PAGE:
Re: [Model_Railroads_Of_Southern_California] Old Train Order Semaphore Signals
- The Santa Fe had two types of positions for semaphores depending on what type you are talking about. First there were train order semaphore which were in front of the station. They were two position, green and red, red was straight out or at 90 degrees form the mast and green was lowered or about 30 degrees from the mast. Since these were manually operated there was no need to worry about a power failure and the blade go to the green position. The block control semaphores were three position green up the blade parallel to the mast, yellow was 45 degrees and red was at 90 degrees to the mast. This way if there was power failure all signals would drop to stop.
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- Don,You might want to check with the San Diego Model Railroad Museum. They have a rather extensive library.Steve TibbettsOn Sep 30, 2007, at 11:44 AM, sailboat_sixteen wrote:
- Don,BTW, in case looking at them first hand helps you, both the San Diego museum and the Santa Sue Depot ( www.santasusanadepot.org ) have operating semaphores. The Santa Sue Depot has a train order pole, a double place semaphore and a single blade semaphore, all operable. Recently put up in the case of the Santa Sue. They're SP.Cheers, PeterDon,
From: Model_Railroads_Of_Southern_California@yahoogroups.com [mailto:Model_Railroads_Of_Southern_California@yahoogroups.com] On Behalf Of Stephan Tibbetts
Sent: September 30, 2007 4:01 PM
Subject: Re: [Model_Railroads_Of_Southern_California] Old Train Order Semaphore SignalsYou might want to check with the San Diego Model Railroad Museum. They have a rather extensive library.Steve Tibbetts
- Michael, Stephan and Peter - thank you assisting me in learning about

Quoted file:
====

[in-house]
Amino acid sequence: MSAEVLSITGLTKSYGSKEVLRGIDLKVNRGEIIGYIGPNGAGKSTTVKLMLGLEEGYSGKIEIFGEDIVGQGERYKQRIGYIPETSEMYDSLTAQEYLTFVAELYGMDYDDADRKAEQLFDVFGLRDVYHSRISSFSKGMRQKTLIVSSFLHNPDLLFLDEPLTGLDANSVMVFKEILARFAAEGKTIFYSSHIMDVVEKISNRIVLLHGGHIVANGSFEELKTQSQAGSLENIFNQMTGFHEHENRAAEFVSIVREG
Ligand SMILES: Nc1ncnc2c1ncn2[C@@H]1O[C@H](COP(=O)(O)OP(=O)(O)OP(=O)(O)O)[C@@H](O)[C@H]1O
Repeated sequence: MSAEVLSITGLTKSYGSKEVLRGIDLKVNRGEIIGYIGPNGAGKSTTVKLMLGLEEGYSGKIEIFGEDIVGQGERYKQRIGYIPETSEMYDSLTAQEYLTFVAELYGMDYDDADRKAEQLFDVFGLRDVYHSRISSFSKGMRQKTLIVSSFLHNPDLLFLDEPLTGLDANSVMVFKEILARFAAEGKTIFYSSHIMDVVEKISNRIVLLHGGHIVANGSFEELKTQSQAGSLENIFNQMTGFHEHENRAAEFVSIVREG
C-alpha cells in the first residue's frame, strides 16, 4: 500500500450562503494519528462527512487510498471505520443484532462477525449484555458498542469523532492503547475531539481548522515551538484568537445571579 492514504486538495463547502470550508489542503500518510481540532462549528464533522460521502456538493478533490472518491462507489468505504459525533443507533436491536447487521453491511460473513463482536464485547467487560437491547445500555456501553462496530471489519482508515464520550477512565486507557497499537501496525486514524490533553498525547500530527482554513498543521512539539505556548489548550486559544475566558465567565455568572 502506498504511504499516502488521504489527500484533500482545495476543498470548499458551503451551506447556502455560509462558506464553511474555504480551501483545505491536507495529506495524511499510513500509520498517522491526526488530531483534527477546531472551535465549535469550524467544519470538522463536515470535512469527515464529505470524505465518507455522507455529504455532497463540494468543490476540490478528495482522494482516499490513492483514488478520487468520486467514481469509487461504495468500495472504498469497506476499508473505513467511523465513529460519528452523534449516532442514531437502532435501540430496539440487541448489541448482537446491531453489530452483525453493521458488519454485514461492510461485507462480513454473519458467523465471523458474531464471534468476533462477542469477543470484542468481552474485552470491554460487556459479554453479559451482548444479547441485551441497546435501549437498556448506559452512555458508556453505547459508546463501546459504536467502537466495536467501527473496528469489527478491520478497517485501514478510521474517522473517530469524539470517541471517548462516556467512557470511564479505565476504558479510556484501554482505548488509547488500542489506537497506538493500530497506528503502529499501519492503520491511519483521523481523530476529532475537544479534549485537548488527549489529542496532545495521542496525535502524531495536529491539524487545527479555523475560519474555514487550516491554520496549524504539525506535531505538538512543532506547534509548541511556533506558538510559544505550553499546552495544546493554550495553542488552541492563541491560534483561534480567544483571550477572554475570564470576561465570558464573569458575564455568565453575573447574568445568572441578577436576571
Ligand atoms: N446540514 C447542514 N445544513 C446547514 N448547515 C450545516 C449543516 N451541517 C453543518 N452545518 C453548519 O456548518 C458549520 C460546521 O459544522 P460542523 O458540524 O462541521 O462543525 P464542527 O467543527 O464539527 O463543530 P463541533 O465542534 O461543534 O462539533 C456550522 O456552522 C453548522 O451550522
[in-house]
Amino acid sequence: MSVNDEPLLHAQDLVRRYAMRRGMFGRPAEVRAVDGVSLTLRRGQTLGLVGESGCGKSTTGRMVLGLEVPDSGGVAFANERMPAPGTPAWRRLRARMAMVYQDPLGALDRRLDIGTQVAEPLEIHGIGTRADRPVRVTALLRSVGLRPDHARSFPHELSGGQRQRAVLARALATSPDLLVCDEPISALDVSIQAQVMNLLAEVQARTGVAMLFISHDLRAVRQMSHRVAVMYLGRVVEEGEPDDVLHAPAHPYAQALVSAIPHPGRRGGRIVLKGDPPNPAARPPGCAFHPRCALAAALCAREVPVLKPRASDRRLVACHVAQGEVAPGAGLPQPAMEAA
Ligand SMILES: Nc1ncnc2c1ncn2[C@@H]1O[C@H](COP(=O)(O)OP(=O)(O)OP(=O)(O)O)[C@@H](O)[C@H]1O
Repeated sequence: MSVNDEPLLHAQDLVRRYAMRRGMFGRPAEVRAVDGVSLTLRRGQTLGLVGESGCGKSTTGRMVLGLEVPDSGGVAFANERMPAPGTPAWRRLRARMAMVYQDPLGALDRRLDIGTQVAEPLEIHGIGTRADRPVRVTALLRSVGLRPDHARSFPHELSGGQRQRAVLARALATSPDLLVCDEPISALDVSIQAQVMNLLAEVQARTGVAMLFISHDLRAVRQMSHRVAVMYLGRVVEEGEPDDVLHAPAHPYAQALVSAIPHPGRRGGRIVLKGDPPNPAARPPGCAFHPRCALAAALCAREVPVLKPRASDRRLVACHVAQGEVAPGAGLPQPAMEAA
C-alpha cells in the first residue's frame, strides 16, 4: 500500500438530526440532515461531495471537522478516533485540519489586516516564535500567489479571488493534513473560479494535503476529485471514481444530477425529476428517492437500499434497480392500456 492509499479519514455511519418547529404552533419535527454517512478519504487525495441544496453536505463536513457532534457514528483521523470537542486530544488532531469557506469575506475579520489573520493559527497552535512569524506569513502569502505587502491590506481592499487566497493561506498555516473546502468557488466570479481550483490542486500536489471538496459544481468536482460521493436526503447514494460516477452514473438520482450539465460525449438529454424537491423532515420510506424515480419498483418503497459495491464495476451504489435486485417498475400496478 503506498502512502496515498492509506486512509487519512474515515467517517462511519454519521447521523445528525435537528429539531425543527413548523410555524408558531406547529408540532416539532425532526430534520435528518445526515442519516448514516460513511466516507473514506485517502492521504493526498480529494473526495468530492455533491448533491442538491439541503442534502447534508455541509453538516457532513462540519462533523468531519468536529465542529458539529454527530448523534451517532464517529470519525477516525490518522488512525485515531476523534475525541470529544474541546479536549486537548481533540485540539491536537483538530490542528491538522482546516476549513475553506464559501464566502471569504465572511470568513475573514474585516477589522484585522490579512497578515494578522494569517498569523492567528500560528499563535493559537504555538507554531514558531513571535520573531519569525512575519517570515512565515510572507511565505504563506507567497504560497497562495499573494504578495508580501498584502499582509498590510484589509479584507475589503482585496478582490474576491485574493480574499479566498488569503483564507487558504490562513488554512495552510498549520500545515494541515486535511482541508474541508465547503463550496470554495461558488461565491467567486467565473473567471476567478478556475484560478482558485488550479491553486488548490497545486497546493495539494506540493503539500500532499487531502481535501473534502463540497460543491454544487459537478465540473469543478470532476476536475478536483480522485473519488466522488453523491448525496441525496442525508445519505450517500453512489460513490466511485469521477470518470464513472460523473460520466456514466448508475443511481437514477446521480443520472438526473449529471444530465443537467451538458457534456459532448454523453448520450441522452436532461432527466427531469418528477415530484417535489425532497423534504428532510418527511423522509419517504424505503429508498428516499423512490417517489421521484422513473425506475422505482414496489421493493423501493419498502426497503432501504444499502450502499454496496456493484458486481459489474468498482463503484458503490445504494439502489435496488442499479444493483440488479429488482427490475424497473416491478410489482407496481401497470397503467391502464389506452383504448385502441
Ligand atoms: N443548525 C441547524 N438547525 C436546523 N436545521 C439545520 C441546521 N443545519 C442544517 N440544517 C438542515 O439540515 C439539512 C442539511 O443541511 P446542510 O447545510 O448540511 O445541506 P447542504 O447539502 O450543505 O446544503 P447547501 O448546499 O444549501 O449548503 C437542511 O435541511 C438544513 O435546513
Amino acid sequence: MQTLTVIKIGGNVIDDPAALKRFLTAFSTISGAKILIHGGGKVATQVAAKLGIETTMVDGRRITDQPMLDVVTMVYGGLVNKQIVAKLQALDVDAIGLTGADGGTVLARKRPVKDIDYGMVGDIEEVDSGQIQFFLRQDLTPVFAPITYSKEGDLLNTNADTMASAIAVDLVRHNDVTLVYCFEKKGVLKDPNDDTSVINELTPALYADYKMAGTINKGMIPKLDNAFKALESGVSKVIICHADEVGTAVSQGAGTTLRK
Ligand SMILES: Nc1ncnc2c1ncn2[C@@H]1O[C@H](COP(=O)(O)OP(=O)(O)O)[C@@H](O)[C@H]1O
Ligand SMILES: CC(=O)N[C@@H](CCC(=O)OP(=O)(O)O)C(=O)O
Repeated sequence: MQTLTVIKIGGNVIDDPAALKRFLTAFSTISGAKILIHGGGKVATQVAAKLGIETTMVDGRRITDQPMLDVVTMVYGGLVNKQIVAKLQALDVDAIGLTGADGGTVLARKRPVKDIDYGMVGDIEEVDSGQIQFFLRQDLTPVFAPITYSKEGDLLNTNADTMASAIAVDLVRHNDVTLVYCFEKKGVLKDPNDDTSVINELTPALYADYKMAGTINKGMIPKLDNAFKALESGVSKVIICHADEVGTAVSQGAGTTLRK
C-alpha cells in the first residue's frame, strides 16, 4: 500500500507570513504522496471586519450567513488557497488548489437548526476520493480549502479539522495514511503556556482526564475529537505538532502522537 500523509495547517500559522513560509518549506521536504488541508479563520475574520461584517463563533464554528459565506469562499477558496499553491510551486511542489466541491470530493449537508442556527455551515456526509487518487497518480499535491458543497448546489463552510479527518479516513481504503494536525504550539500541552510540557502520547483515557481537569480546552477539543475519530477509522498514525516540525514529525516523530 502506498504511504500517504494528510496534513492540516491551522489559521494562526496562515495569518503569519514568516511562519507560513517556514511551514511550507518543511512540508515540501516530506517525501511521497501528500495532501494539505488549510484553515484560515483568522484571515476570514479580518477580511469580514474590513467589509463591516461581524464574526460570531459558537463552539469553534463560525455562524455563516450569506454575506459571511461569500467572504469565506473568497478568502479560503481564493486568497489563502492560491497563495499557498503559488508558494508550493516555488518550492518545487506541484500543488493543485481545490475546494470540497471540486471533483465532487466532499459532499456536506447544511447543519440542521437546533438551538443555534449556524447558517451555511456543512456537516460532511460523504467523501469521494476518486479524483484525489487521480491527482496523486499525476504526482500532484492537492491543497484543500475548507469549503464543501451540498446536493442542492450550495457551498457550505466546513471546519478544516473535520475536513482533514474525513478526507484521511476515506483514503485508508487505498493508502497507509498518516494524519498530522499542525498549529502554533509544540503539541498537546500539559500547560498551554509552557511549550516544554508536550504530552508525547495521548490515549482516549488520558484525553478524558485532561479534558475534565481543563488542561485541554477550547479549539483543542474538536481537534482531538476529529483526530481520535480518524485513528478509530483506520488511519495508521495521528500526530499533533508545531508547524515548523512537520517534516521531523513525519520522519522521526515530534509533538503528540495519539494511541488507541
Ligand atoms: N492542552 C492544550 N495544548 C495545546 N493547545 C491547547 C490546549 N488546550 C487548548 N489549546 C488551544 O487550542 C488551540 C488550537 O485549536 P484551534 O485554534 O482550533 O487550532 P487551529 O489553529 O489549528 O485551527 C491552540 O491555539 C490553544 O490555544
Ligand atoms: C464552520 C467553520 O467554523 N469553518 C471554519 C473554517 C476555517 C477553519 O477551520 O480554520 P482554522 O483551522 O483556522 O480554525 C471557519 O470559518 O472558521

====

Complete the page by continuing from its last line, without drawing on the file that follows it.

semaphores - with my knew knowledge I am even more motivated to to try
to add some to my HO layout. Thanks again, Don H. Torrance.
- Inquiry of the NMRA reference library resulted in the information that semaphores were first used in 1898. Perhaps you could learn the answers you wish by asking there.
sailboat_sixteen <StillCV@...> wrote:I am interested in making some old train order semaphore signals for
my HO layout. Although I have not intintionally focused on a
particular road name, my collection includes more Santa Fe locos than
any other, so I have tried to pay attention to details pertaining to
I have looked at old prototype photos and see two basic types of
semaphores: Semaphores used by the Southern Pacific Railroad that
positioned the flag between the horizontal state and lower quadrant at
60 degrees, and semmaphores used by the Santa Fe that used three
states between the horizontal state, 45 degrees up into the upper
quadrant, and the vertical state.
Since the stop state is the horizontal state for both semmaphore
types, this trend initially seemed logical to me since there has
always been differences between railroads. However, my confusion
began when I saw some old photos along the Cajon Pass, which was
controlled by Santa Fe, that show the lower quardant type semiphore in
use at Cajon Station in 1947. It looks to me like Santa Fe may have
used both types of semaphores long their tracks.
If Santa Fe did use both tpyes of semaphores, perhaps this occured
because Santa Fe had trackage rights on some of the Southern Pacific
track up through Tahachapi, and thus had had to use Southern Pacific
semiphores. If anyone knows more about the history of these train
order semiphores signs and the types used for different railroads, I
would be interested in learning before I select a particular type to
build for my HO layout.